To limit paperwork, they can even opt to use their Social Security number on tax forms rather than an employer identification number (EIN) or tax ID number (TIN), though this is not recommended because of potential identity theft. Also — and this is an important thing to keep in mind — sole proprietorships do not have the same liability protection as LLCs.
Still not sure what business structure to choose for your business in Nevada? Get 100% certain by reading this guide.
Before you can launch your small business, you need to make sure that you have enough funding. To do this, you’ll have to determine your business costs by adding up your fixed expenses (like mortgage or rent and insurance premiums) with projected variable expenses (like sales taxes or use taxes and manufacturing costs). You’ll also need to include one-time costs, like filing fees and equipment purchases. Remember to add a financial cushion just in case of an emergency.
Most business owners don’t have startup funding hanging around in their bank accounts. In this case, you’ll need to raise the funds, but you can do this in a number of ways. For small purchases, business owners may want to use a low or no-APR business credit card. For larger expenses, most small companies opt for a business loan.
Business loans can be procured through a bank or the SBA. The SBA has a number of funding resources available and can even help you find an outside investor or grant. Nevada also makes finding qualifying grants simple. The Office of Grant Procurement, Coordination, and Management have a massive listserve on their website, as well as links to federal government resources.
Does math overwhelm you? That is okay! We’ll walk you through business cost calculation in this guide.
Whether you’re using a DBA or not, it’s important to choose a great business name. This is how your consumers will know you, so it must be simple enough to be easily recognized on social media but unique enough that you don’t struggle to obtain a domain name.
It’s important to make sure that your business name isn’t already taken, so search Nevada’s business registrations before you commit to avoid any legal repercussions. You can reserve your business name online through Nevada’s business portal.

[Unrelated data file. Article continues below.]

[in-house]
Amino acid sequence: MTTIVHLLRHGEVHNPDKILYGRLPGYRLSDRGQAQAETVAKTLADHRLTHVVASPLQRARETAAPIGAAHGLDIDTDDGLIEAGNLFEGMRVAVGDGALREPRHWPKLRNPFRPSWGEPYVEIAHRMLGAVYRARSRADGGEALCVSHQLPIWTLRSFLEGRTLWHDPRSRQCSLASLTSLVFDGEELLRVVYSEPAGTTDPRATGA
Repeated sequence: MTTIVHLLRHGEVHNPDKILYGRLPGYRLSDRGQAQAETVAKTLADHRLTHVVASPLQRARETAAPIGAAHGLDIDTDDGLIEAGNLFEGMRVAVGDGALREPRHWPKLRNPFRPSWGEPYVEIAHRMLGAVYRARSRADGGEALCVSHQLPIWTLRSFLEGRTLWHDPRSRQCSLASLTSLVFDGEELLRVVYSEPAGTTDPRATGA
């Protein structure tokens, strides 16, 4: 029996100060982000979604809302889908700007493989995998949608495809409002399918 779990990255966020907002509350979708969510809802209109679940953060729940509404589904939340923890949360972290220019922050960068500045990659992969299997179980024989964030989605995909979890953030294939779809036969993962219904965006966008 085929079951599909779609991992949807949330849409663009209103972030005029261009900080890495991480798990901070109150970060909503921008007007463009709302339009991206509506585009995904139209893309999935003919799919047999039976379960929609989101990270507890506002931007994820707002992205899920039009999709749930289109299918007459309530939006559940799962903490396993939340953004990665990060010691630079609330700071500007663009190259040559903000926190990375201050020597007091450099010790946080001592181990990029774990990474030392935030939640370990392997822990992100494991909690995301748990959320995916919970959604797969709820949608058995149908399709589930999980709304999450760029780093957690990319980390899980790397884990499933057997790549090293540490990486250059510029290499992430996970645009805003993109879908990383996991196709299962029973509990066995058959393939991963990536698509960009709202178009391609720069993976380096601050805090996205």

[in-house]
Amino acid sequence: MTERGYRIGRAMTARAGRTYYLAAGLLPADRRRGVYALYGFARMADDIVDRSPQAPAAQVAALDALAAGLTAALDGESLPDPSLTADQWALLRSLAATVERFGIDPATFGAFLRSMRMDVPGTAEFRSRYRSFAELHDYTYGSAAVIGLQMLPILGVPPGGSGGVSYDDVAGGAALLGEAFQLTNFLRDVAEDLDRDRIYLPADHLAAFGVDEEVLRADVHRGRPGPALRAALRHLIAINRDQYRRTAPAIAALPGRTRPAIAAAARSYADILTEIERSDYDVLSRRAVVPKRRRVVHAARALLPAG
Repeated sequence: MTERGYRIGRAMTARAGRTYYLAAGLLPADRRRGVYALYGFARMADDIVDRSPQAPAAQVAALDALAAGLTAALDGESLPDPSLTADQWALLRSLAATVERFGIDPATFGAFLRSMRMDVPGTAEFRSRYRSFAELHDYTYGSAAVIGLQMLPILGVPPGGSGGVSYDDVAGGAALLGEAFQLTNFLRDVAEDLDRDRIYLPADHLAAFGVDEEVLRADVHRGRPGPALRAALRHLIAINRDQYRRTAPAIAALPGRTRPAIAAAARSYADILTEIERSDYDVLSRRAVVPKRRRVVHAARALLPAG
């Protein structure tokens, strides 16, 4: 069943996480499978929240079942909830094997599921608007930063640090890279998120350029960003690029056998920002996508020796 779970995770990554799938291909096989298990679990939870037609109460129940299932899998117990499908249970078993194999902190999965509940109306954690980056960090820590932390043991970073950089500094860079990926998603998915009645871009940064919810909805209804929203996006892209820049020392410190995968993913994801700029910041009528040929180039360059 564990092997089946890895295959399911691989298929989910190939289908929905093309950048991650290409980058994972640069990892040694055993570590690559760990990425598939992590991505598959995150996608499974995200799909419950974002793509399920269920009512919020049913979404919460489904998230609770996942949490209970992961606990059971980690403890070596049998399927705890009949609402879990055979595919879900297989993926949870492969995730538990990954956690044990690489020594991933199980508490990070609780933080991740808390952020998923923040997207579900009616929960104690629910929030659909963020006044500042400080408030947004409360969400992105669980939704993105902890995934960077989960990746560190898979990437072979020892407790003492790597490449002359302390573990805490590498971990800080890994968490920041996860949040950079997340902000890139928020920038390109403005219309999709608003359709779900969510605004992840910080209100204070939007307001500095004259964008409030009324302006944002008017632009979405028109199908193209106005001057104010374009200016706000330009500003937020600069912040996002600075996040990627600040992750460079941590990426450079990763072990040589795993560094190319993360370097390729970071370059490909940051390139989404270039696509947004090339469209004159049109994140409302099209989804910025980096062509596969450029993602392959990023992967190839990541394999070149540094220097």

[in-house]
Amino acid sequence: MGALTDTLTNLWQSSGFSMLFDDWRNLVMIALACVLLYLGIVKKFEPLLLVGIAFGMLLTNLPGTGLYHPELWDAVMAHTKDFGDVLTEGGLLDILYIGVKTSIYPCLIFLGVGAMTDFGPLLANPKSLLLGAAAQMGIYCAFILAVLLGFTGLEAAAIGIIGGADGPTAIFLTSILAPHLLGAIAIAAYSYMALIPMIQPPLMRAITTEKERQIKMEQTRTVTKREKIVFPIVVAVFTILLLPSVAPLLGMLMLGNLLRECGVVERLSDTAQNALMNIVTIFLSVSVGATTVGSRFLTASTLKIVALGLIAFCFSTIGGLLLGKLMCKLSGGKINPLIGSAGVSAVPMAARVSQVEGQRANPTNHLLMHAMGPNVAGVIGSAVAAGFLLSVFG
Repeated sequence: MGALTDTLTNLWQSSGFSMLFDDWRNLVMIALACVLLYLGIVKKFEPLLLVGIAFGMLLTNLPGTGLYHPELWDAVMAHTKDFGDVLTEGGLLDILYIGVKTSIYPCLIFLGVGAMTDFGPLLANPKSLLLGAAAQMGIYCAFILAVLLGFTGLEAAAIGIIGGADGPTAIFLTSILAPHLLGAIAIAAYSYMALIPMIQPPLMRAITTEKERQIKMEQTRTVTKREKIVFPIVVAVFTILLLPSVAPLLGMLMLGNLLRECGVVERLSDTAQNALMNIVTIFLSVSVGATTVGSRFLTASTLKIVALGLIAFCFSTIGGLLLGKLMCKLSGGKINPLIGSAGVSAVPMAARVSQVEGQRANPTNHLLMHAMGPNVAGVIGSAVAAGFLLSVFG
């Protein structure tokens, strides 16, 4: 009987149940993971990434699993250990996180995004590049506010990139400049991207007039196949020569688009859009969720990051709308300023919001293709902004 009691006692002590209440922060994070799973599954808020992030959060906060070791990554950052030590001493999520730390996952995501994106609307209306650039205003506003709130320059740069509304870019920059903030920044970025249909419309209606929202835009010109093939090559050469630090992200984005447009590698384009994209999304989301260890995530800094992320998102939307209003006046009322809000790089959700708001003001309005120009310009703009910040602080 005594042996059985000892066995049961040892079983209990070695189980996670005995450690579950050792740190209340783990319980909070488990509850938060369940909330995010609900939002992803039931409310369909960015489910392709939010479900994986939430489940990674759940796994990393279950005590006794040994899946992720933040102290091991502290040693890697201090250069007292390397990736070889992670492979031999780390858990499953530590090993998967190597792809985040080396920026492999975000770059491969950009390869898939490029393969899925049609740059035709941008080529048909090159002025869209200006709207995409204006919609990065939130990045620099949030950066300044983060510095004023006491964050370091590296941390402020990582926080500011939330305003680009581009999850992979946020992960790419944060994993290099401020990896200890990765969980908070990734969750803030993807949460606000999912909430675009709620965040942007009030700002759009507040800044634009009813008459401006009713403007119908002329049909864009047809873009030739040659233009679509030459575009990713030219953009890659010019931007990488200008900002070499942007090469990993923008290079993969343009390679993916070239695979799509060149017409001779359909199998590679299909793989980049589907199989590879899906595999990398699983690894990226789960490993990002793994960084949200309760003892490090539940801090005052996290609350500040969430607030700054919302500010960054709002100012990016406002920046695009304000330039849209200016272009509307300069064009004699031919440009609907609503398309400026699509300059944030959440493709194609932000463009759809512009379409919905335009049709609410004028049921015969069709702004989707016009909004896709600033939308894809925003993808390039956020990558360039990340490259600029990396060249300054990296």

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The final step before launching your startup is to hire a registered agent in Nevada. A registered agent is a person or entity that has a Nevada address and can manage important legal communications between the state and your business. A registered agent can also help you with registering your business accounts. Most of the paperwork, like LLC filing and obtaining a general business license, can be done through Nevada’s SilverFlume business portal, though specialized licensing generally must be done through the license’s associated agency. In addition to obtaining a state business license and registering as a business entity, consider the following:
Anyone can launch a business in Nevada, but without a solid marketing plan, people won’t know that it exists. To reach customers, create a comprehensive social media strategy across all major platforms like Facebook, Instagram, LinkedIn, and Twitter. You may also want to register your business on platforms like Yelp, Google My Business, and local directories. In addition, a full-fledged search-engine-optimized (SEO) plan for your website can make your business easier to find online.
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At minimum, fees for Nevada LLCs range from $75 for the primary LLC filing fee to as much as $350 for other associated optional LLC fees and the $200 cost of a state business license.
Reno and Las Vegas are among the most populated cities in Nevada, so those are great places to start your search.
Nevada’s Department of Business and Industry can guide you with some state business and tax regulations, but you’re still subject to federal tax law. It’s best to consult an attorney for a full picture.